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SharePoint Document Process Consulting 

Document Lifecycle Process Components

Managing document status and versioning as it moves through review and approval can be challenging. Our Document Lifecycle Process (DLP) solutions can help. From a technology perspective, our solutions take advantage of SharePoint's out-of-the-box features that are configured and optimized for DLP.

Our DLP modules are a series of interactive workflows and components which facilitate the authoring, identification, review, approval and archival of documents and records. These workflows have built in flexibility to route documents to the relevant reviewers and approvers based on document status and characteristics defined in the file plan. The document lifecycle process has a built in state model which manages document status. This allows users to know who is currently working on and the current status of any given document.

Getting Started...

Speak to one of our consultants to find out how we can help make your DLP project a success.

Integrated Digital Signatures

Documents and records can be digitally signed directly within the document, from a SharePoint library or within a SharePoint workflow tasks. These signatures can be used with mainstream document authoring software such as Adobe Acrobat, MS Word, and MS Excel as well as MS InfoPath forms.

Knowledge Management

A large majority of users within our customer organizations are intensive "knowledge users," often being in roles requiring deep specialist knowledge or access to knowledge in order to be able to carry out daily tasks.

What we use as a baseline definition is that anything that is derived through experience or research which may have value for reuse goes into the "knowledge bucket." We have built a reusable Wiki based system that can contain text images and video. It's designed to scale for many different "knowledge buckets". Please see this solution.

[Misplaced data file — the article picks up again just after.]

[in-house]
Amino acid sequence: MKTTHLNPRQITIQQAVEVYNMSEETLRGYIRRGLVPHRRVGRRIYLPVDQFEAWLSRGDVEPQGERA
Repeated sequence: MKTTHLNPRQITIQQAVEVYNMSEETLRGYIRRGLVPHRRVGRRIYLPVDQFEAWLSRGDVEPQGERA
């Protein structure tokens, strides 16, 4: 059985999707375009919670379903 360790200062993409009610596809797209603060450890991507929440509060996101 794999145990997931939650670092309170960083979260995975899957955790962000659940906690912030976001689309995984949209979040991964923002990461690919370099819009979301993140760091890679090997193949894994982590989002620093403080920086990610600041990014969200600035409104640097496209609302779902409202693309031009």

For organizations that are already committed to SharePoint as their preferred portal technology, it makes a lot of sense to build a blended document and knowledge management system.

Knowledge Management Example 

Organizations should routinely delete unnecessary information -- but they don't.

There is too much fear and uncertainty. As a result, they save everything even if it's ROT (redundant, obsolete and trivial). That's costly for business.

With SharePoint Server 2013, policies are enforced both on the server and in the client applications. This is done transparently; policy features that apply to a document are described in a policy statement that is associated with the document, and policy-aware applications prevent users from doing tasks that violate the document's policy.

You can associate a policy with a library, list, or content type in the following ways:

  • Associate policy features with a Site Collection policy and then associate that policy with a content type or with a list or library. The top-level site of a site collection includes a Site Collection Policies gallery where administrators of the top-level site can create new policies. After creating a Site Collection policy, you can export it so that administrators of other site collections can import it into their Site Collection Policies galleries. This lets you standardize policies across your organization.